THE MOST EXTENSIVE
ON THE INTERNET
There is no Death! What seems so is transition;
This life of mortal breath
Is but a suburb of the life elysian,
Whose portal we call Death.
- Resignation [Death]
There is no flock, however watched and tended,
But one dead lamb is there!
There is no fireside howso'er defended,
But has one vacant chair.
- Resignation [Death]
We see but dimly through the mists and vapors;
Amid these earthly damps
What seem to us but sad, funereal tapers
May be heaven's distant lamps.
- Resignation (st. 4) [Heaven]
Safe from temptation, safe from sin's pollution,
She lives, whom we call dead.
- Resignation (st. 7) [Immortality]
A handful of red sand from the hot clime
Of Arab deserts brought,
Within this glass becomes the spy of Time,
The minister of Thought.
- Sand of the Desert in an Hour-Glass [Time]
A Lady with a lamp shall stand
In the great history of the land,
A noble type of good,
- Santa Filomena (st. 10) [Women]
The pleasant books, that silently among
Our household treasures take familiar places,
And are to us as if a living tongue
Spake from the printed leaves or pictured faces!
- Seaside and Fireside--Dedication [Books]
For I am weary, and am overwrought
With too much toil, with too much care distraught,
And with the iron crown of anguish crowned.
Lay thy soft hand upon my brow and cheek,
O peaceful Sleep!
- Sleep [Sleep]
Out of the bosom of the Air,
Out of the cloud-folds of her garments shaken,
Over the woodlands brown and bare,
Over the harvest-fields forsaken,
Silent, and soft, and slow
Descends the snow.
- Snow-Flakes [Snow]
Stay, stay at home, my heart, and rest;
Home-keeping hearts are happiest,
For those that wander they know not where
Are full of trouble and full of care;
To stay at home is best.
- Song (st. 1) [Home]
Leaving us heirs to amplest heritages
Of all the best thoughts of the greatest sages,
And giving tongues unto the silent dead!
- Sonnet of Mrs. Kemble's Reading from Shakespeare
Like two cathedral towers these stately pines
Uplift their fretted summits tipped with cones;
The arch beneath them is not built with stones,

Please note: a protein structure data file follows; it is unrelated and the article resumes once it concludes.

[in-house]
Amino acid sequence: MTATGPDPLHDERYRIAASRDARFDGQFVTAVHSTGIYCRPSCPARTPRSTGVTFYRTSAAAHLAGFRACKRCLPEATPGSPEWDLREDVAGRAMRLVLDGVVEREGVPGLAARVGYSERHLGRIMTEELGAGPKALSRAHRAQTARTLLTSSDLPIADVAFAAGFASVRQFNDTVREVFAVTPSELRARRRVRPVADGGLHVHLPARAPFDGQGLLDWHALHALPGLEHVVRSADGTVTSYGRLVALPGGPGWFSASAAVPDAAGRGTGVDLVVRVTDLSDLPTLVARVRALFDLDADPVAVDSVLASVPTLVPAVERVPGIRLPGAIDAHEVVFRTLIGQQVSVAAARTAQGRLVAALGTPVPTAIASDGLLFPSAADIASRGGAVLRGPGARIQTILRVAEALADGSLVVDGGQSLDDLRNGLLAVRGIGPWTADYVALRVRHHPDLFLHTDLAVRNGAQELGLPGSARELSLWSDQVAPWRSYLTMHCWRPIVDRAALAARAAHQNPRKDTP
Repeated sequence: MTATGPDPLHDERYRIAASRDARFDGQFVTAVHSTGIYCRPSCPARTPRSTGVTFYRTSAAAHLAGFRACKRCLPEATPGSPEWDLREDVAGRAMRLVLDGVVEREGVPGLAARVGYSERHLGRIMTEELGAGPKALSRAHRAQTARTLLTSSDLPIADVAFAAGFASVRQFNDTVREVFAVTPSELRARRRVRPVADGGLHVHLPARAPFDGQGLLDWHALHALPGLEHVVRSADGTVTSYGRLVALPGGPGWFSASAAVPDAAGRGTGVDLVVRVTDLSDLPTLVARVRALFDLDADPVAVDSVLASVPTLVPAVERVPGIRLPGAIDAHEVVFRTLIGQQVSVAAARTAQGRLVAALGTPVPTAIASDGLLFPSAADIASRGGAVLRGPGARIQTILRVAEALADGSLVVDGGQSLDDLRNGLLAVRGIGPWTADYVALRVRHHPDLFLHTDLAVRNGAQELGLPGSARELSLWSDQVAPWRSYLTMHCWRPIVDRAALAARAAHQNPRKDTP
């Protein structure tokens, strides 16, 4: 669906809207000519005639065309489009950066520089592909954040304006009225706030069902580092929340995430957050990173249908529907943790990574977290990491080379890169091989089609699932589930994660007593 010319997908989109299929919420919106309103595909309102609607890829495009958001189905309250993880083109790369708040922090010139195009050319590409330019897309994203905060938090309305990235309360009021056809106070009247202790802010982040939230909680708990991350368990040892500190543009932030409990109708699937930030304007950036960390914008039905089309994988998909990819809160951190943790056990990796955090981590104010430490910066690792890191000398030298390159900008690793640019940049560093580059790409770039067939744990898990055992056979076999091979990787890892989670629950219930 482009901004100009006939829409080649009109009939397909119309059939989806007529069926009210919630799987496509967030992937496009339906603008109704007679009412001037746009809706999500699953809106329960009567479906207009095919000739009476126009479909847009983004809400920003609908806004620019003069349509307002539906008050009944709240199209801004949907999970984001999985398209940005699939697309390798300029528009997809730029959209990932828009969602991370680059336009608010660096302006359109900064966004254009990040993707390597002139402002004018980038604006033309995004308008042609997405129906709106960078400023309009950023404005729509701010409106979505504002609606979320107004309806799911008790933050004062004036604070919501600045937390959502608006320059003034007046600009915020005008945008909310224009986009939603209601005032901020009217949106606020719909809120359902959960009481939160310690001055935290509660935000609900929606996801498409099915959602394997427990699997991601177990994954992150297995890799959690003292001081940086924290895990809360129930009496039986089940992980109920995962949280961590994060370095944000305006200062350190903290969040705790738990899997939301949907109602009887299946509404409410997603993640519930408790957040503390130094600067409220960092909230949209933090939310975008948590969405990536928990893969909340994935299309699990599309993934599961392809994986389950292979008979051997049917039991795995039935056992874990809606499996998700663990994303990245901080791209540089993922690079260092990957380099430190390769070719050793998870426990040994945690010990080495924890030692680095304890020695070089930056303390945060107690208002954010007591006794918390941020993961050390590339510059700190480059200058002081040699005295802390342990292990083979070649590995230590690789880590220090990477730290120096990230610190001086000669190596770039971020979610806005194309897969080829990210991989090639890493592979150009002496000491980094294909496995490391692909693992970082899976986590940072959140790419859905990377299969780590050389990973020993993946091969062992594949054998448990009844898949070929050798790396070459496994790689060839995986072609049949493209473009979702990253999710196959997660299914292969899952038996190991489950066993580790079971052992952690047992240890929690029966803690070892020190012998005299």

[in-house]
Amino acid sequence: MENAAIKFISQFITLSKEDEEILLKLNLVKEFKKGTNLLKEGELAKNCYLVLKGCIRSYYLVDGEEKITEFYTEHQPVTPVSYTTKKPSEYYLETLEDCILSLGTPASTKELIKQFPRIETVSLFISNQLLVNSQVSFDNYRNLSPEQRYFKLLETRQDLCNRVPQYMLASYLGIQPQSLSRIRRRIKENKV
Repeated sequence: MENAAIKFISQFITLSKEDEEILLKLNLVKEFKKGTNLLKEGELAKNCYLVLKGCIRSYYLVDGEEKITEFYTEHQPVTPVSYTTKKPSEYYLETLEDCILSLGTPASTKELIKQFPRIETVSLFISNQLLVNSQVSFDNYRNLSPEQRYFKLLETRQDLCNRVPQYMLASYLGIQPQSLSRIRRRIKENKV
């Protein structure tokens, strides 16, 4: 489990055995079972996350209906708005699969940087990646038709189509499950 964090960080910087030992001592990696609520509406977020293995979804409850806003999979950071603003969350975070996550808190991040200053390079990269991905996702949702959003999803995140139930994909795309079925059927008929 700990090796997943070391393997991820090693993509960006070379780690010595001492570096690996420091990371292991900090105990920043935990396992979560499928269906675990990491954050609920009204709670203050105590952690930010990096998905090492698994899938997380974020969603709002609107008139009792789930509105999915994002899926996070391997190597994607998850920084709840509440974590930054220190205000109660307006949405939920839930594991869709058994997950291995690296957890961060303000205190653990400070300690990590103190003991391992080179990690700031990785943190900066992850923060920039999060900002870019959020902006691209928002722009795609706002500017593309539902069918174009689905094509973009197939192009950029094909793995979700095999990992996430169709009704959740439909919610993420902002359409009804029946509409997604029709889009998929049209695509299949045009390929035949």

Not Art but Nature traced these lovely lines,
And carved this graceful arabesque of vines;
No organ but the wind here sighs and moans,
No sepulchre conceals a martyr's bones,
No marble bishop on his tomb reclines.
Enter! the pavement, carpeted with leaves,
Gives back a softened echo to thy tread!
Listen! the choir is singing; all the birds,
In leafy galleries beneath the eaves,
Are singing! listen, ere the sound be fled,
And learn there may be worship without words.
- Sonnets--My Cathedral [Pine]
Since yesterday I have been in Alcala.
Erelong the time will come, sweet Preciosa,
When that dull distance shall no more divide us;
And I no more shall scale thy wall by night
To steal a kiss from thee, as I do now.
- Spanish Student (act I, sc. 3)
'Twas Easter-Sunday. The full-blossomed trees
Filled all the air with fragrance and with joy.
- Spanish Student (act I, sc. 3) [Easter]
That was the first sound in the song of love!
Scarce more than silence is, and yet a sound.
Hands of invisible spirits touch the strings
Of that mysterious instrument, the soul,
And play the prelude of our fate. We hear
The voice prophetic, and are not alone.
- Spanish Student (act I, sc. 3, l. 109)
I love thee, as the good love heaven.
- Spanish Student (act I, sc. 3, l. 146)
Dreams of the summer night!
Tell her, her lover keeps
Watch! while in slumbers light
My lady sleeps!
- Spanish Student
(act I, sc. 3, Serenade, st. 4) [Sleep]
Your supper is like the Hidalgo's dinner; very little meat, and a great deal of tablecloth.
- Spanish Student (act I, sc. 4) [Eating]
All the means of action--
The shapeless masses, the materials--
Lie everywhere about us. That we need
Is the celestial fire to change the flint
Into transparent crystal, bright and clear.
That fire is genius!
- Spanish Student (act I, sc. 5) [Genius]
Love keeps the cold out better than a cloak.
It serves for food and raiment.
- Spanish Student (act I, sc. 5, l. 52)
Like a fair lily on a river floating
She floats upon the river of his thoughts.
- Spanish Student (act II, sc. 3) [Women]
And the bright faces of my young companions
Are wrinkled like my own, or are no more.
- Spanish Student (act III, sc. 3) [Age]
Is this is a dream? O, if it be a dream,
Let me sleep on, and do not wake me yet!
- Spanish Student (act III, sc. 5) [Dreams]
It is a dream, sweet child! a waking dream,
A blissful certainty, a vision bright,
Of that rare happiness, which even on earth
Heaven gives to those it loves.
- Spanish Student (act III, sc. 5) [Visions]
Fortune comes well to all that comes not late.
- Spanish Student (act III, sc. 5, l. 281)
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